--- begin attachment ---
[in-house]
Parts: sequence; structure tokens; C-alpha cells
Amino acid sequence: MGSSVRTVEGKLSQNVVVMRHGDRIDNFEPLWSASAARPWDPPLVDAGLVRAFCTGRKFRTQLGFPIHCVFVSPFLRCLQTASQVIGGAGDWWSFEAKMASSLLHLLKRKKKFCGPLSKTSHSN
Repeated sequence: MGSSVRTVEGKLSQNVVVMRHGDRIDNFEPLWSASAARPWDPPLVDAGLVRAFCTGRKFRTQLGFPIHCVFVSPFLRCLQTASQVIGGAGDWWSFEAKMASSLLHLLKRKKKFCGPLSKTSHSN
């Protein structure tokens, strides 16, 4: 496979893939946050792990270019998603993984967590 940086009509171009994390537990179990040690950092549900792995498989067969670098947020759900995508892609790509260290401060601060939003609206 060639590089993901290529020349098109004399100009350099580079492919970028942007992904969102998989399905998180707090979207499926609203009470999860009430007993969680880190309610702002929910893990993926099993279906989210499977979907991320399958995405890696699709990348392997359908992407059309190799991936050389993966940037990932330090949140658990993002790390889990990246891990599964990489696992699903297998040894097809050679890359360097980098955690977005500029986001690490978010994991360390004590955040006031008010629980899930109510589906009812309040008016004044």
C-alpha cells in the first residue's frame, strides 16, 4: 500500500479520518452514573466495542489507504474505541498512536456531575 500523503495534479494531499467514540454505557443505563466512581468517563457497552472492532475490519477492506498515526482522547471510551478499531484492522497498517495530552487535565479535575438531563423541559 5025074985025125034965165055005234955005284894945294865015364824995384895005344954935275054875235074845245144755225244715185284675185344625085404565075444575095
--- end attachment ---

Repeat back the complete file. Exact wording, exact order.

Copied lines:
[in-house]
Parts: sequence; structure tokens; C-alpha cells
Amino acid sequence: MGSSVRTVEGKLSQNVVVMRHGDRIDNFEPLWSASAARPWDPPLVDAGLVRAFCTGRKFRTQLGFPIHCVFVSPFLRCLQTASQVIGGAGDWWSFEAKMASSLLHLLKRKKKFCGPLSKTSHSN
Repeated sequence: MGSSVRTVEGKLSQNVVVMRHGDRIDNFEPLWSASAARPWDPPLVDAGLVRAFCTGRKFRTQLGFPIHCVFVSPFLRCLQTASQVIGGAGDWWSFEAKMASSLLHLLKRKKKFCGPLSKTSHSN
């Protein structure tokens, strides 16, 4: 496979893939946050792990270019998603993984967590 940086009509171009994390537990179990040690950092549900792995498989067969670098947020759900995508892609790509260290401060601060939003609206 060639590089993901290529020349098109004399100009350099580079492919970028942007992904969102998989399905998180707090979207499926609203009470999860009430007993969680880190309610702002929910893990993926099993279906989210499977979907991320399958995405890696699709990348392997359908992407059309190799991936050389993966940037990932330090949140658990993002790390889990990246891990599964990489696992699903297998040894097809050679890359360097980098955690977005500029986001690490978010994991360390004590955040006031008010629980899930109510589906009812309040008016004044």
C-alpha cells in the first residue's frame, strides 16, 4: 500500500479520518452514573466495542489507504474505541498512536456531575 500523503495534479494531499467514540454505557443505563466512581468517563457497552472492532475490519477492506498515526482522547471510551478499531484492522497498517495530552487535565479535575438531563423541559 5025074985025125034965165055005234955005284894945294865015364824995384895005344954935275054875235074845245144755225244715185284675185344625085404565075444575095